Deacon's Corner: The Smells and Bells at Mass
May 15, 2022, 12:00 PM
When burned, incense creates a sweet-smelling smoke. This use of incense in the Liturgy goes back thousands of years. It is described throughout the Old Testament and was one of the gifts the Magi brought to Jesus. Incense represents the prayers of the Church. It is a sign of reverence. Psalm 141:2 says, “Let my prayer be incense before you.” And in Revelation 5:8 we see the elders in heaven “holding gold bowls filled with incense, which are the prayers of the holy ones.” In Mass, the vessel with the burning incense is called the censer or thurible. The person carrying it is called the thurifer. The container with the unburned incense is called the boat. At St. Ann we normally use incense at special Masses, funerals, and as part of Benediction in conjunction with Evening Prayer (Vespers) in Advent and Lent.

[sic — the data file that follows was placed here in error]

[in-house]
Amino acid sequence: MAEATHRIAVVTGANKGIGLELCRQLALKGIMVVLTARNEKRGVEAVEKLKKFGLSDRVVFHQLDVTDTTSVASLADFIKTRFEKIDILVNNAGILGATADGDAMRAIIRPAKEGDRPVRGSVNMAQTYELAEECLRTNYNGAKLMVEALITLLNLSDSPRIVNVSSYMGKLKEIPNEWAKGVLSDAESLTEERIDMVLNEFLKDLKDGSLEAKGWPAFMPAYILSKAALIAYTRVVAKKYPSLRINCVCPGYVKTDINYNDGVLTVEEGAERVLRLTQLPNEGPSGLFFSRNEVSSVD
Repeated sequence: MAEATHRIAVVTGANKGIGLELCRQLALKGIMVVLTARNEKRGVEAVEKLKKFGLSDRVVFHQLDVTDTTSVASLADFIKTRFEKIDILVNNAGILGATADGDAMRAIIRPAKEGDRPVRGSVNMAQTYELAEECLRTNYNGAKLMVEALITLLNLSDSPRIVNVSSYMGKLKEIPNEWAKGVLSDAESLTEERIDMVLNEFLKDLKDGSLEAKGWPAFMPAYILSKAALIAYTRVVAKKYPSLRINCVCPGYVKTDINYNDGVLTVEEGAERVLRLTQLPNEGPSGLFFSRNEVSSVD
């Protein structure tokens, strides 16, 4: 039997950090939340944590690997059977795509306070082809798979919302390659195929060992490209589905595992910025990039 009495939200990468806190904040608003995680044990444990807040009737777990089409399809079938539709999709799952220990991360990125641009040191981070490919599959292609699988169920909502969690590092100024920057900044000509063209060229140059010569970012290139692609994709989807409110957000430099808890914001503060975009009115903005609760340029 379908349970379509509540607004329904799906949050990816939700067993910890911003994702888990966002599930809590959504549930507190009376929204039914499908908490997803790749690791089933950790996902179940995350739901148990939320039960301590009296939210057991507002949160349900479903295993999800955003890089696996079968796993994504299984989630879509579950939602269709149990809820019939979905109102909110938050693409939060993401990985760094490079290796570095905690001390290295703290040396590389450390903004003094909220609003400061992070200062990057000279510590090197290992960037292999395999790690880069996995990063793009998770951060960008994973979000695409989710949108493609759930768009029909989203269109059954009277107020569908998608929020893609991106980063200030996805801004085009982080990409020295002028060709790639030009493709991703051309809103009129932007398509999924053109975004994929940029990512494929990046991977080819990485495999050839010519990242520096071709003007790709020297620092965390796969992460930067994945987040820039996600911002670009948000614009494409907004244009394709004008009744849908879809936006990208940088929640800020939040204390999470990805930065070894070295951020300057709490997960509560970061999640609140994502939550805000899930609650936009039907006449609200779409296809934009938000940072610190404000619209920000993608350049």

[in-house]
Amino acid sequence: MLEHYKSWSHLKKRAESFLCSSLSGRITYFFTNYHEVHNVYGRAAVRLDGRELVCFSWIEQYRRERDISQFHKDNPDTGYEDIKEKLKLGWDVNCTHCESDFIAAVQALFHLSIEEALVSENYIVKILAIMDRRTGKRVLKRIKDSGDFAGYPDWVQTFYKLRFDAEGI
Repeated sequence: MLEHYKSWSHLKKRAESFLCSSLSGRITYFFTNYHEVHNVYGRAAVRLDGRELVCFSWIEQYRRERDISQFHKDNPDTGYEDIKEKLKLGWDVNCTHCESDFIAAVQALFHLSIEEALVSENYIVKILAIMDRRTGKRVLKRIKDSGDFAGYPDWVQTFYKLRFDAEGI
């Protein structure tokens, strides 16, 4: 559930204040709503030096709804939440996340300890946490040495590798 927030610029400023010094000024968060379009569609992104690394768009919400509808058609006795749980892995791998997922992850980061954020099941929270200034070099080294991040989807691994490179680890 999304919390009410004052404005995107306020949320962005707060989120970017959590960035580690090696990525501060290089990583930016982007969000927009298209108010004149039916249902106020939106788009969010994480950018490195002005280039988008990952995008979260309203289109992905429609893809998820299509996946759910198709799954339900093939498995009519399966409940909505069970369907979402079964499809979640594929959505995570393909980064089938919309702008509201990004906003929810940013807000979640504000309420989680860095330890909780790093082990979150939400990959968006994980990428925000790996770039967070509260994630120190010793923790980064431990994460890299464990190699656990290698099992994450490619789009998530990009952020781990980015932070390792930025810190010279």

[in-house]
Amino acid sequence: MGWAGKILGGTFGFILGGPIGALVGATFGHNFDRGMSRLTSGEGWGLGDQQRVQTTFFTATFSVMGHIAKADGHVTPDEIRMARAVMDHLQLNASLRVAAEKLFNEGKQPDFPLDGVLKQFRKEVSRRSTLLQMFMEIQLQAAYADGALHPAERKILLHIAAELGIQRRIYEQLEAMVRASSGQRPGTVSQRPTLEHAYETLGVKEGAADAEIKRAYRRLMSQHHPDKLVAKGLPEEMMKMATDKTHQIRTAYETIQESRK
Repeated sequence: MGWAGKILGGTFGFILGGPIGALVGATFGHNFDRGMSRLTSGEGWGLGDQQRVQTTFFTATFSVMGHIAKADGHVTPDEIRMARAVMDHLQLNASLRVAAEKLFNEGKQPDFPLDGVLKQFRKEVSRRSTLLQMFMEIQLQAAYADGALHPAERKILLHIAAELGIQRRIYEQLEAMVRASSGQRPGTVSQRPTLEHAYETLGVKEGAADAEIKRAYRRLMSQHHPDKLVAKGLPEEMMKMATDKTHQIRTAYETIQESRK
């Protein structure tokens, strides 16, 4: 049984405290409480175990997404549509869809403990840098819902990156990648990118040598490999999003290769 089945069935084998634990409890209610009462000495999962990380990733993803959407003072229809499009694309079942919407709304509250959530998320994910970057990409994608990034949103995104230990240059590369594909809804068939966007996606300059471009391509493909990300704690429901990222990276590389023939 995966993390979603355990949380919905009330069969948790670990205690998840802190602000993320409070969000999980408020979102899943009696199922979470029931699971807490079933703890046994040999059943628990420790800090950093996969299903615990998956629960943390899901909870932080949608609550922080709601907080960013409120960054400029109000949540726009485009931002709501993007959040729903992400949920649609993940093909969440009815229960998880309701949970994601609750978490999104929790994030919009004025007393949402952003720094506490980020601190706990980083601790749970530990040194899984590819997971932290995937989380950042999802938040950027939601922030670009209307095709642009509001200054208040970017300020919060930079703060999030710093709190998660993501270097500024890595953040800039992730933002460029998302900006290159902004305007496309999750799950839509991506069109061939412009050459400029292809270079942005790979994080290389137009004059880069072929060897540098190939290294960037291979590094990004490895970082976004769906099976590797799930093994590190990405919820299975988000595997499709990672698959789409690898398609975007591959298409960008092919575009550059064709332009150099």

The bells are normally rung at three times during Mass. The first time, a single ring, is at the Epiclesis (Greek, to call upon), the time when the Priest lowers his hands over the gifts on the altar and prays the words to call down the Holy Spirit so the bread and wine may become the Body and Blood of Jesus. The bells are rung, in sets of three rings, immediately after the Priest says the words of Consecration and elevates the large host and then the Chalice. In ancient times the server rang the bells for two main reasons. First, the Mass was prayed in Latin and most people did not understand Latin. Second, the priest was facing away from the people and the people were unable to see the priest’s elevations of the host and Chalice. The bells serve as a “wake-up call” reminding us of what is happening right before our eyes. Jesus is here! Now you know!